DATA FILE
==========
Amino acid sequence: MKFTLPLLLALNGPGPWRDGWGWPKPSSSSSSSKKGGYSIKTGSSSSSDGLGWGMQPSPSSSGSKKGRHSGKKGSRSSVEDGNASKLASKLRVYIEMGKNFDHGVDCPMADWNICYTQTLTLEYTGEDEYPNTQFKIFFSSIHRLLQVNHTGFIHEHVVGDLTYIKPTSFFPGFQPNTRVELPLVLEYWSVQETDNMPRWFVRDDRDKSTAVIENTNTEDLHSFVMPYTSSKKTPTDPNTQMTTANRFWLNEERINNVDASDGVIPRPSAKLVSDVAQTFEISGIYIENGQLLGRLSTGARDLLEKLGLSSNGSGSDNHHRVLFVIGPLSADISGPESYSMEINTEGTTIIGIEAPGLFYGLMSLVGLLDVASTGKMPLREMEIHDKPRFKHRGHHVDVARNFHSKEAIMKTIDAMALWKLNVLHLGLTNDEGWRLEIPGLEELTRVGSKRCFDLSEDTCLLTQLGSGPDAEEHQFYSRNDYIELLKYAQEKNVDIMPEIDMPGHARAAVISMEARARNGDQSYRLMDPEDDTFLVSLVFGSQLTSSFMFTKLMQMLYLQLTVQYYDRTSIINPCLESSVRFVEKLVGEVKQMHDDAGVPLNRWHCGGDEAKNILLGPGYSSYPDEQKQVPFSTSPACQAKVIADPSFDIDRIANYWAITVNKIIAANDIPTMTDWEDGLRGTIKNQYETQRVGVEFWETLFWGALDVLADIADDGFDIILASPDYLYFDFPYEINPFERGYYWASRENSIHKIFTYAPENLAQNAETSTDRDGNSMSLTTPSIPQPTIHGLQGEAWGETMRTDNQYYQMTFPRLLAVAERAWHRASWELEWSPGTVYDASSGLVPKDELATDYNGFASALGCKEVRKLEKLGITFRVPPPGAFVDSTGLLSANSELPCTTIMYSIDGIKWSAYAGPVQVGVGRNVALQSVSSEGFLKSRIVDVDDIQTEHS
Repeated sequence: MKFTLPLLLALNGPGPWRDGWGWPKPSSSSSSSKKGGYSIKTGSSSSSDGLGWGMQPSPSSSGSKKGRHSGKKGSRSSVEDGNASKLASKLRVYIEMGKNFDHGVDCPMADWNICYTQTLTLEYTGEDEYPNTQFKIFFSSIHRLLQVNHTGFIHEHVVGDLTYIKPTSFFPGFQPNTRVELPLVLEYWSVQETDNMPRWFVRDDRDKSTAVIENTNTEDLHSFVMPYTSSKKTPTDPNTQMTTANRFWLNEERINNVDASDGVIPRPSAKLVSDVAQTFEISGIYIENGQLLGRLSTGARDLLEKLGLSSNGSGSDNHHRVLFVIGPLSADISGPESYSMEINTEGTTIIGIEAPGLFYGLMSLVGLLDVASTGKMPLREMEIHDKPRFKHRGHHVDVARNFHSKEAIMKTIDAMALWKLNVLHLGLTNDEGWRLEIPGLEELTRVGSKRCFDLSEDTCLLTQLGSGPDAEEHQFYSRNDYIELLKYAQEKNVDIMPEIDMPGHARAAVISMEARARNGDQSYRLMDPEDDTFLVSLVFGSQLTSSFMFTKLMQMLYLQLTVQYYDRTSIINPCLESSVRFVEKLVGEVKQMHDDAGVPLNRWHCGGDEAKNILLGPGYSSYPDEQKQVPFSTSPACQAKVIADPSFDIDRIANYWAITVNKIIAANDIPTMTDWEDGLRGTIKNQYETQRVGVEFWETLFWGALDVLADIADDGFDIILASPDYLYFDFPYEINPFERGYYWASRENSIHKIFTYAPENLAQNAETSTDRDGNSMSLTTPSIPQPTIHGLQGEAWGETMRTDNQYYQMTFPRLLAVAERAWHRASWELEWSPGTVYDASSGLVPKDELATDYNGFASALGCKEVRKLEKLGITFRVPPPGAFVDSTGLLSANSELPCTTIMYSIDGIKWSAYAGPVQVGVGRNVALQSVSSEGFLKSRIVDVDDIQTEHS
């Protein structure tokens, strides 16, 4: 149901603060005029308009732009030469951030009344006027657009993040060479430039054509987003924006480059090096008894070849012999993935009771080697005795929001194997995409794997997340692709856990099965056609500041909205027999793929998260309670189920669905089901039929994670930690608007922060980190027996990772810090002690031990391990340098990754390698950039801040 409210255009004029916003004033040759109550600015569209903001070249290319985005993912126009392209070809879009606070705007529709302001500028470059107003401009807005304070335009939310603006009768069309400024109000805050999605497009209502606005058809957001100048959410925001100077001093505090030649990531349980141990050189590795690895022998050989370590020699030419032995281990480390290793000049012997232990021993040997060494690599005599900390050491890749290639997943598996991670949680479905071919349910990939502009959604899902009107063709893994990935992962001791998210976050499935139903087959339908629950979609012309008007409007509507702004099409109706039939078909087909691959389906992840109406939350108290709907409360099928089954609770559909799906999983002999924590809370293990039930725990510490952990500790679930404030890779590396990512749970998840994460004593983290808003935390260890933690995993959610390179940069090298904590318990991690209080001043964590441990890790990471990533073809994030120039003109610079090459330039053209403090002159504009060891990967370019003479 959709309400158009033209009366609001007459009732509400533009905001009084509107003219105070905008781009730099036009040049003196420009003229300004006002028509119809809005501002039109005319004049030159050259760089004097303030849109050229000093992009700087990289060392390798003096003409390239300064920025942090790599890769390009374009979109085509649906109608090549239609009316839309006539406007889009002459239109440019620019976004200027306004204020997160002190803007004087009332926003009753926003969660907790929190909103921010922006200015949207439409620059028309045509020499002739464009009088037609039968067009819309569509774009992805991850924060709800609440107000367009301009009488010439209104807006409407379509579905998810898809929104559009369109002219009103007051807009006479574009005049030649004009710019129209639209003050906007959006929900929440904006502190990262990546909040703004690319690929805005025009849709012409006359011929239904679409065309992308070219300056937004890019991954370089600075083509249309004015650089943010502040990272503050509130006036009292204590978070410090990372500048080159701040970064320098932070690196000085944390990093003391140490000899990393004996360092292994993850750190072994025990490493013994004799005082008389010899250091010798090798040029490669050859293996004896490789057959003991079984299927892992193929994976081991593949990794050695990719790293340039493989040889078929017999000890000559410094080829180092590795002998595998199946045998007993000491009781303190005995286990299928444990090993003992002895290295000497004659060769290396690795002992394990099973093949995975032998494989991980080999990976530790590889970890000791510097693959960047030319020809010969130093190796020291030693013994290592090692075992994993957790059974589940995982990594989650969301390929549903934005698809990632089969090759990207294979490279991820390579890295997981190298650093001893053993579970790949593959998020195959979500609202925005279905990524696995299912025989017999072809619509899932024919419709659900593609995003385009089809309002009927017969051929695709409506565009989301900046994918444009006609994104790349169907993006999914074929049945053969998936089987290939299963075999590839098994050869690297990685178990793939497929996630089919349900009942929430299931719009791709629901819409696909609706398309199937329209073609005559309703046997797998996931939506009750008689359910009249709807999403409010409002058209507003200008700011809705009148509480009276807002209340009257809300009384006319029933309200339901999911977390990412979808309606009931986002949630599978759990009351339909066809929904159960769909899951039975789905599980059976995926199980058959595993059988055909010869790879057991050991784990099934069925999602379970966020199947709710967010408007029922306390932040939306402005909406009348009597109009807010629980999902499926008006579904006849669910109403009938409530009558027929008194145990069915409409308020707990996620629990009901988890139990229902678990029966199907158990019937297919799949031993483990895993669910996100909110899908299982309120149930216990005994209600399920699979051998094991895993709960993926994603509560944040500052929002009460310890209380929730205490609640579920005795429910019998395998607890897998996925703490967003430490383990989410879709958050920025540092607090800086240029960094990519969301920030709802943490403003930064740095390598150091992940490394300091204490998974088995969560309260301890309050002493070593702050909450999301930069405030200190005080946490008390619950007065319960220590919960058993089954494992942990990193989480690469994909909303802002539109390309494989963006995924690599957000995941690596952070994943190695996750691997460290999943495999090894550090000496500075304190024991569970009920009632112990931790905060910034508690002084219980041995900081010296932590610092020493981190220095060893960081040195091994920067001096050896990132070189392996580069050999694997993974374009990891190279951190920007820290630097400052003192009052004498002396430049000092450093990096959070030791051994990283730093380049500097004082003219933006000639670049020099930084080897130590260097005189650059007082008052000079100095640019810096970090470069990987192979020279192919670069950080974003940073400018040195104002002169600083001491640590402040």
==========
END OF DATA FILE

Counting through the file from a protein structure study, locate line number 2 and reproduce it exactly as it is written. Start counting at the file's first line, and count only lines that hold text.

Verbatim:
Repeated sequence: MKFTLPLLLALNGPGPWRDGWGWPKPSSSSSSSKKGGYSIKTGSSSSSDGLGWGMQPSPSSSGSKKGRHSGKKGSRSSVEDGNASKLASKLRVYIEMGKNFDHGVDCPMADWNICYTQTLTLEYTGEDEYPNTQFKIFFSSIHRLLQVNHTGFIHEHVVGDLTYIKPTSFFPGFQPNTRVELPLVLEYWSVQETDNMPRWFVRDDRDKSTAVIENTNTEDLHSFVMPYTSSKKTPTDPNTQMTTANRFWLNEERINNVDASDGVIPRPSAKLVSDVAQTFEISGIYIENGQLLGRLSTGARDLLEKLGLSSNGSGSDNHHRVLFVIGPLSADISGPESYSMEINTEGTTIIGIEAPGLFYGLMSLVGLLDVASTGKMPLREMEIHDKPRFKHRGHHVDVARNFHSKEAIMKTIDAMALWKLNVLHLGLTNDEGWRLEIPGLEELTRVGSKRCFDLSEDTCLLTQLGSGPDAEEHQFYSRNDYIELLKYAQEKNVDIMPEIDMPGHARAAVISMEARARNGDQSYRLMDPEDDTFLVSLVFGSQLTSSFMFTKLMQMLYLQLTVQYYDRTSIINPCLESSVRFVEKLVGEVKQMHDDAGVPLNRWHCGGDEAKNILLGPGYSSYPDEQKQVPFSTSPACQAKVIADPSFDIDRIANYWAITVNKIIAANDIPTMTDWEDGLRGTIKNQYETQRVGVEFWETLFWGALDVLADIADDGFDIILASPDYLYFDFPYEINPFERGYYWASRENSIHKIFTYAPENLAQNAETSTDRDGNSMSLTTPSIPQPTIHGLQGEAWGETMRTDNQYYQMTFPRLLAVAERAWHRASWELEWSPGTVYDASSGLVPKDELATDYNGFASALGCKEVRKLEKLGITFRVPPPGAFVDSTGLLSANSELPCTTIMYSIDGIKWSAYAGPVQVGVGRNVALQSVSSEGFLKSRIVDVDDIQTEHS